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Jan 20, 2012

Removing race from our constitution

We don't collectively identify as racist. And yet there is the undeniable reality that our constitution as it stands still contains two sections designed specifically to discriminate.

Some critics have voiced concern and confusion over the report by the 22-person panel on constitutional recognition of Aboriginal and Torres Strait Islander peoples released yesterday, namely how the issue of race (or racist elements of the constitution) can be removed and yet seemingly emphasised at the same time by introducing a section on the role and importance of indigenous Australians.

But the panel contends that they’re suggesting the subject of race is removed entirely from how we view and talk about Aboriginal Australia. As one of the chairs of the panel which presented the report, Mark Leibler, wrote in The Age:

“Some people might question why you would want to remove race from the constitution and then replace it with a power to legislate for Aboriginal and Torres Strait Islander people. I would say we have to get away from this 19th-century idea that Aboriginal people are members of a ‘race’. Their identity is based on ancestry, ethnicity and belief systems, not race. We need to have laws that relate to Aboriginal and Torres Strait Islander people just as we do for many groups in society — women, the elderly, the disabled, veterans, people living in remote areas — but these laws should be based on need and the national interest, not race.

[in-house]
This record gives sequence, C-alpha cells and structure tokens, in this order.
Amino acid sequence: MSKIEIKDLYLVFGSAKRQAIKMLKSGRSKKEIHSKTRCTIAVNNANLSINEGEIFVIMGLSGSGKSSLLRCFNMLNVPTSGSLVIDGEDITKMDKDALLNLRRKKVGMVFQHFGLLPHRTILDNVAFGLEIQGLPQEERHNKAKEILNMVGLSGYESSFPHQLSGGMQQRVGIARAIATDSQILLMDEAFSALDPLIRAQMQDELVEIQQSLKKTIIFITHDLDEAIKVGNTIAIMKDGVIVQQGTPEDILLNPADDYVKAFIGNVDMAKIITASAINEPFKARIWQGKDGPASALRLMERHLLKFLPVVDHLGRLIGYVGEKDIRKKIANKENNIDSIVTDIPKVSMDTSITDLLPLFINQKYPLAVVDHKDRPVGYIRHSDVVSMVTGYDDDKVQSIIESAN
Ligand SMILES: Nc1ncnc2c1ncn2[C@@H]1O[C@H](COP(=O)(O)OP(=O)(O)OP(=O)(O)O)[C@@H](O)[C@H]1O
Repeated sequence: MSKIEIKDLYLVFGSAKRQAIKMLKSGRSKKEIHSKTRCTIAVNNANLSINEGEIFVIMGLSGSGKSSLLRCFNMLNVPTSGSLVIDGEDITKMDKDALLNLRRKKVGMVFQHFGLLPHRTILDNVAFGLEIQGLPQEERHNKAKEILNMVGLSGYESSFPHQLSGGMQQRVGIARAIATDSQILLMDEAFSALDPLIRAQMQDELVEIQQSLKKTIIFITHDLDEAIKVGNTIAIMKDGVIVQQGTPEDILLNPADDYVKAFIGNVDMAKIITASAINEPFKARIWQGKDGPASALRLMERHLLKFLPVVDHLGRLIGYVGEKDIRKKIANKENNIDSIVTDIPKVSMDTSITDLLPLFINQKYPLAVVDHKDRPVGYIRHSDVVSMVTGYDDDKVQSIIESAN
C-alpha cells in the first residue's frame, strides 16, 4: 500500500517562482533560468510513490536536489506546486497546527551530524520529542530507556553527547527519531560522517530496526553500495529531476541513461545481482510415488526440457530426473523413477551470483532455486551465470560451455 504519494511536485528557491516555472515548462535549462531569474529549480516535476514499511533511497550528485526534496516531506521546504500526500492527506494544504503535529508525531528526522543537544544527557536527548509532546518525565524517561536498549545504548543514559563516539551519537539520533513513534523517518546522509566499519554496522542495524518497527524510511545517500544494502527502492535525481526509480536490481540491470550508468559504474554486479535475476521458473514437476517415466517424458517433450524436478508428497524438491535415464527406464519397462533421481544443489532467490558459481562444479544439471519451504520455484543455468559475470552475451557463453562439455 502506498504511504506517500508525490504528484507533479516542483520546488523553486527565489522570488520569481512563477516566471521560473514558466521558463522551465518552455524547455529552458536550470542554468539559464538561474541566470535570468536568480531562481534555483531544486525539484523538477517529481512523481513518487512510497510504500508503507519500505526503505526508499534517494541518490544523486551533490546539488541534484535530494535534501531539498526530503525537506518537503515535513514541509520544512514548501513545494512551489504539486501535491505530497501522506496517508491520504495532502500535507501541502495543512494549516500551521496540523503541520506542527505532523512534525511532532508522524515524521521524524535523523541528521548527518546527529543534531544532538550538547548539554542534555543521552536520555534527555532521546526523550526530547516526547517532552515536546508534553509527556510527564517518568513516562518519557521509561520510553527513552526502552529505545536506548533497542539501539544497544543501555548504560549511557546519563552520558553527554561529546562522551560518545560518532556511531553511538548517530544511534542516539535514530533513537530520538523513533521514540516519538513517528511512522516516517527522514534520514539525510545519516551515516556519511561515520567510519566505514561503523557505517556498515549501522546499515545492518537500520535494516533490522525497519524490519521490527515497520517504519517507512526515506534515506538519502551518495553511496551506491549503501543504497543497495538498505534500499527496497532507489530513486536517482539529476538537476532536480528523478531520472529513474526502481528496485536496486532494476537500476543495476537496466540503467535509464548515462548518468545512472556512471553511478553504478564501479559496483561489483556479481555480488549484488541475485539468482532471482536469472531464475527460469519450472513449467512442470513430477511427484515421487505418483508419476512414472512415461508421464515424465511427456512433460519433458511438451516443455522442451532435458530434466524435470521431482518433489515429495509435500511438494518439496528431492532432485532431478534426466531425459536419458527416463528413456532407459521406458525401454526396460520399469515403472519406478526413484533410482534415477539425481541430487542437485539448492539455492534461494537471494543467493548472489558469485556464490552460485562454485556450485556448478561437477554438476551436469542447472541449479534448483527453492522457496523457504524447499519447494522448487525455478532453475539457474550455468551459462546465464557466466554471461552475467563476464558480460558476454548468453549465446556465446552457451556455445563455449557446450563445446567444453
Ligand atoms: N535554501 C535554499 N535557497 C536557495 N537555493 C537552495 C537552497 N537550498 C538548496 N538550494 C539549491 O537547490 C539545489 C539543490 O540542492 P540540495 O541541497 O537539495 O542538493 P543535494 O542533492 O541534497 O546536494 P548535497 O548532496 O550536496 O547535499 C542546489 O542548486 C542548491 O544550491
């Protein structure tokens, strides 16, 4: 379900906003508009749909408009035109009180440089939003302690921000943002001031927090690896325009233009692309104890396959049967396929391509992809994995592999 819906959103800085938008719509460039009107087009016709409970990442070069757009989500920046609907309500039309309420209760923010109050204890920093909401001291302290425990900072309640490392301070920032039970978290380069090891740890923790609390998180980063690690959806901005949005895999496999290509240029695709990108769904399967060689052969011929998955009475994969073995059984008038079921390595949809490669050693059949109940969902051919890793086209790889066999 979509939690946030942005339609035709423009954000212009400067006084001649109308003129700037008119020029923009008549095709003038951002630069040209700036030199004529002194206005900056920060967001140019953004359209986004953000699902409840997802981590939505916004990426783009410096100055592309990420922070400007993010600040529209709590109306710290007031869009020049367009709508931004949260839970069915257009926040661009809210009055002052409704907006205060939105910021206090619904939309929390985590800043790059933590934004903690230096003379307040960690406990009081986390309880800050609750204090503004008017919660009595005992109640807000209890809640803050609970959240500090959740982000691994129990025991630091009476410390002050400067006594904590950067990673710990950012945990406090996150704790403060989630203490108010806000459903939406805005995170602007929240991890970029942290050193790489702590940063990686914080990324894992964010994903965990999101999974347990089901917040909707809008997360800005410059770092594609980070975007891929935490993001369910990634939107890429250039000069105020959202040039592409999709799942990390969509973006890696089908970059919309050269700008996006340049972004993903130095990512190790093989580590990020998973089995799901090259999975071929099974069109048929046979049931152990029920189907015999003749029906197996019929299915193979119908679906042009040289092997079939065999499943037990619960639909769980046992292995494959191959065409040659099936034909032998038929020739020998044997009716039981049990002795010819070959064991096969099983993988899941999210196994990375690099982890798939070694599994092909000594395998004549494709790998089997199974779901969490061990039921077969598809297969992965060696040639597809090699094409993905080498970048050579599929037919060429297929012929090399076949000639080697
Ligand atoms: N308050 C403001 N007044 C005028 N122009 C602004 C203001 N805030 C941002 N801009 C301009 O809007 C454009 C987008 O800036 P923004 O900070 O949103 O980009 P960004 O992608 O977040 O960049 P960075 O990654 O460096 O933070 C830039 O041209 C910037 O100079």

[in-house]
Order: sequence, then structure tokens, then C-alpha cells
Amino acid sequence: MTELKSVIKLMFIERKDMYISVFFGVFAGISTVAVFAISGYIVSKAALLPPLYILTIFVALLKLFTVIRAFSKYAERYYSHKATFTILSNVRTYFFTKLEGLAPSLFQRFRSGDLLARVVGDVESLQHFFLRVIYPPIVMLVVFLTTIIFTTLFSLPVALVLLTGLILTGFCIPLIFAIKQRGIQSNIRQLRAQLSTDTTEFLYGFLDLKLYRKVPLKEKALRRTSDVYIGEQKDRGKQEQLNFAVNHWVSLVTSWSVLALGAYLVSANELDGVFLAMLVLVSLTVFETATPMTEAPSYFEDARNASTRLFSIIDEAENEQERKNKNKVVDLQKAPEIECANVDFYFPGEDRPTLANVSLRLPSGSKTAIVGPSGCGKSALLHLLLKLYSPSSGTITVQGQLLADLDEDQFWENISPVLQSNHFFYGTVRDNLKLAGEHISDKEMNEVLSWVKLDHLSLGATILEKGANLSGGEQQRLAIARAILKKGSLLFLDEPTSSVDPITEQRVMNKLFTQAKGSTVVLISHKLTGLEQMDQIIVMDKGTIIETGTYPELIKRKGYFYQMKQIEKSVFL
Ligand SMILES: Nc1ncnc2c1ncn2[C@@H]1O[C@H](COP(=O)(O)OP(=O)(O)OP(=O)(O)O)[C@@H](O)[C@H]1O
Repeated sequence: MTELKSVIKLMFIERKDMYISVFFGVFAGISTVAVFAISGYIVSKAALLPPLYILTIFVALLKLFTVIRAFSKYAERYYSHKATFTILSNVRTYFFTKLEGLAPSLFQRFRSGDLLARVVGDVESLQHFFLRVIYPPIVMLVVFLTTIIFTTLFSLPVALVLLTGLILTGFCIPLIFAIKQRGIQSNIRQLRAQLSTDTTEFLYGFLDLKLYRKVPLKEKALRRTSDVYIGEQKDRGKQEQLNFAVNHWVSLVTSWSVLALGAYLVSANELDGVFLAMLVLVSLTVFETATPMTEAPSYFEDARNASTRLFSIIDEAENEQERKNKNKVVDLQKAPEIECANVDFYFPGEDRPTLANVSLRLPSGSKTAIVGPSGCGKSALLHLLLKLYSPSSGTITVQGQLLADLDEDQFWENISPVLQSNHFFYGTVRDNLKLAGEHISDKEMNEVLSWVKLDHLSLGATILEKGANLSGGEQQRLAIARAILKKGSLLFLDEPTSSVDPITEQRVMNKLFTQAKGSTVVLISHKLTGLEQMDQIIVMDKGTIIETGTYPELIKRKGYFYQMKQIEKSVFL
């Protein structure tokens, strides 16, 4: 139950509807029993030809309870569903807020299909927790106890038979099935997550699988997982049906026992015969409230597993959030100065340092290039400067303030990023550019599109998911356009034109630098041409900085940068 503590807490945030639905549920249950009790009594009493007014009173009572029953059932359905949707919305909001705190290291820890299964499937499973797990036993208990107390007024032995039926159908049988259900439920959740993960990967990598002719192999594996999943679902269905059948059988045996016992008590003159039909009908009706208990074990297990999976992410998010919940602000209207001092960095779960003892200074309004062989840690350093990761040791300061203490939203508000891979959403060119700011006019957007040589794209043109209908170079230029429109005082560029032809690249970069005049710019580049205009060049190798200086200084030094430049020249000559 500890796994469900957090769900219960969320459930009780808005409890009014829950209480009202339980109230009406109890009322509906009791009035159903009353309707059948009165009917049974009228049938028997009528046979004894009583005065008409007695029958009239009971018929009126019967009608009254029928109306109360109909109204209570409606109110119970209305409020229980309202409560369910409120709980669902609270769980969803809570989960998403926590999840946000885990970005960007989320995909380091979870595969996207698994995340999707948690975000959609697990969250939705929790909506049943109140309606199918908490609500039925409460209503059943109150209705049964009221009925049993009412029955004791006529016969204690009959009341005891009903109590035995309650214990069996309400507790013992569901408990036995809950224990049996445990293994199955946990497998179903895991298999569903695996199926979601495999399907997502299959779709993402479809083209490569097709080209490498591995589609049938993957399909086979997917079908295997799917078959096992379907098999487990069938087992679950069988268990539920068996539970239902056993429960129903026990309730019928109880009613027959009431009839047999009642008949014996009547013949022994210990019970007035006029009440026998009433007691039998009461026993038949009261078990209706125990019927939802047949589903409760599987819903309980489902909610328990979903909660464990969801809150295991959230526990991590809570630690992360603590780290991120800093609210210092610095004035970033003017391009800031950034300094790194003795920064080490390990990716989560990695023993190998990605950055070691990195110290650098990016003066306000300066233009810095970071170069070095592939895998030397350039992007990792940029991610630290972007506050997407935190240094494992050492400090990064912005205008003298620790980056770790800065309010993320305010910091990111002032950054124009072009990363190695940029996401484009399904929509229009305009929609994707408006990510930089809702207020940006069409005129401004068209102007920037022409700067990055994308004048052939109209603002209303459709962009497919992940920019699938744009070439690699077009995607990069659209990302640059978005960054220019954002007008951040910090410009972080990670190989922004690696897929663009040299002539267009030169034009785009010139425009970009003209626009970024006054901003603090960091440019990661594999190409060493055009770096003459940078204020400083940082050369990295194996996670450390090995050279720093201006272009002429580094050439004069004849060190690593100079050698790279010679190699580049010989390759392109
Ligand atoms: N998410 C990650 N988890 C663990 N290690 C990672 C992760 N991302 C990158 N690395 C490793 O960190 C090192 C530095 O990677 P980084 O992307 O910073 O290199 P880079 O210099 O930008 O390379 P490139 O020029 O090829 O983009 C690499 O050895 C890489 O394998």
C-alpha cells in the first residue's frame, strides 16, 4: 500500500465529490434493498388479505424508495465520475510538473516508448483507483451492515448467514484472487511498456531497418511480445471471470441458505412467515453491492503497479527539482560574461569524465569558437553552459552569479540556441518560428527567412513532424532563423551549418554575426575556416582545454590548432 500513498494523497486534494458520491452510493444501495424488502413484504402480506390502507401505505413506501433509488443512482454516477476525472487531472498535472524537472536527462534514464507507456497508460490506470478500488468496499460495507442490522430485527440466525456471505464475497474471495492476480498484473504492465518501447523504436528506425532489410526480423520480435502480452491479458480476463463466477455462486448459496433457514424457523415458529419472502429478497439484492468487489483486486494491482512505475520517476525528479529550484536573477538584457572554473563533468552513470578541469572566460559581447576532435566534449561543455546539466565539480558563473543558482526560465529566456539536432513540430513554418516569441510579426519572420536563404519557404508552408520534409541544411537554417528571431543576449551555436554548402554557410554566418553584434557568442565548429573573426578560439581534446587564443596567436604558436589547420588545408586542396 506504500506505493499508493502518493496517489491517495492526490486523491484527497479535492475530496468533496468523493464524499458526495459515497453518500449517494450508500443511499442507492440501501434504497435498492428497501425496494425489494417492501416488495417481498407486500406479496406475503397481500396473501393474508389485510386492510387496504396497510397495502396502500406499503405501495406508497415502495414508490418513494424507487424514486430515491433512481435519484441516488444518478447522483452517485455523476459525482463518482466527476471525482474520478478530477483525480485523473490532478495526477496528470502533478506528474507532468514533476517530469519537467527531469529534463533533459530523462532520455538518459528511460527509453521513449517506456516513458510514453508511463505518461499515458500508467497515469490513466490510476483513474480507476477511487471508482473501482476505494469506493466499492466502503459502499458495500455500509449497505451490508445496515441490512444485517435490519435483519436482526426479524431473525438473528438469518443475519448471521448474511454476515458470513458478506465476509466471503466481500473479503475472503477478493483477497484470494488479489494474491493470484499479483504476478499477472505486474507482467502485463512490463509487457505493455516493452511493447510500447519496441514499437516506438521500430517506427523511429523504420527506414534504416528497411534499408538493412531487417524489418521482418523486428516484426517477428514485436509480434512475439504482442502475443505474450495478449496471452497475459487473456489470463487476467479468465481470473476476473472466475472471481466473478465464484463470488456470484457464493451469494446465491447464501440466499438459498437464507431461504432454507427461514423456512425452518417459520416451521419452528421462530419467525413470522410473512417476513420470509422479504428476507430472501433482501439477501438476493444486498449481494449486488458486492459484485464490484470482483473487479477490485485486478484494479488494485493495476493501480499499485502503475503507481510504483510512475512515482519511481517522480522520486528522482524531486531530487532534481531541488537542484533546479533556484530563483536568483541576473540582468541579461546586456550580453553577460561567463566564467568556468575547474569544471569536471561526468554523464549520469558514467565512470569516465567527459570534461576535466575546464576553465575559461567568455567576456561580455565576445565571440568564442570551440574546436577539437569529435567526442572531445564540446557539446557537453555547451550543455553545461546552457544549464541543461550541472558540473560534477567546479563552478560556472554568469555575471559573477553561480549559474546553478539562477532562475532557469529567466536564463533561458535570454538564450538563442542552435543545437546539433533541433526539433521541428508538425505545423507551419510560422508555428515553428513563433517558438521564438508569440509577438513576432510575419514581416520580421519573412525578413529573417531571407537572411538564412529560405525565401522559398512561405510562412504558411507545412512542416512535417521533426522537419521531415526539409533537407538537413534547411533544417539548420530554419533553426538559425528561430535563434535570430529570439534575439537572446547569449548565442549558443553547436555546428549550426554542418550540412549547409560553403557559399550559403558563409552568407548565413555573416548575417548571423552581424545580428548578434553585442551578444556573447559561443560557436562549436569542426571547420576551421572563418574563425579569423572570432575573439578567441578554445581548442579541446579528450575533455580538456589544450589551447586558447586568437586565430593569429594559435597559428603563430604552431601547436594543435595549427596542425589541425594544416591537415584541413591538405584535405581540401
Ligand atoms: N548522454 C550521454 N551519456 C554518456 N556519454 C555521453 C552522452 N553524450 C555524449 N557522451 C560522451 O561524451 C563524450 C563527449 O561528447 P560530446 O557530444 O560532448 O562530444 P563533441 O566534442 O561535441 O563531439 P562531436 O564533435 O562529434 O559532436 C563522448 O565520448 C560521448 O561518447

“Need because Aboriginal and Torres Strait Islander people remain Australia’s most disadvantaged citizens. The national interest because their cultures and languages are unique to this country to be celebrated as part of our common heritage.”

And there’s the rub: this mooted change extends beyond benefiting the first Australians, the nation as a whole has much to gain. As we continue to remain ignorant about the plight of indigenous citizens, so too do we miss the chance to learn from and value their vast knowledge. We are all the poorer for it.

As a nation, we don’t collectively identify as racist, or uncaring, or ignorant. And yet there is the undeniable reality that our constitution as it stands still contains two sections designed specifically to discriminate against non-Caucasian races. Add the appalling incarceration and suicide rates amongst Aboriginal people, the demonstrably lower standard of living, and in many instances a lack of basic human rights. This constitutional change, if the referendum is framed correctly (and that’s a big if) is a chance to reject that legacy and, to use the PM’s favourite phrase, truly move forward.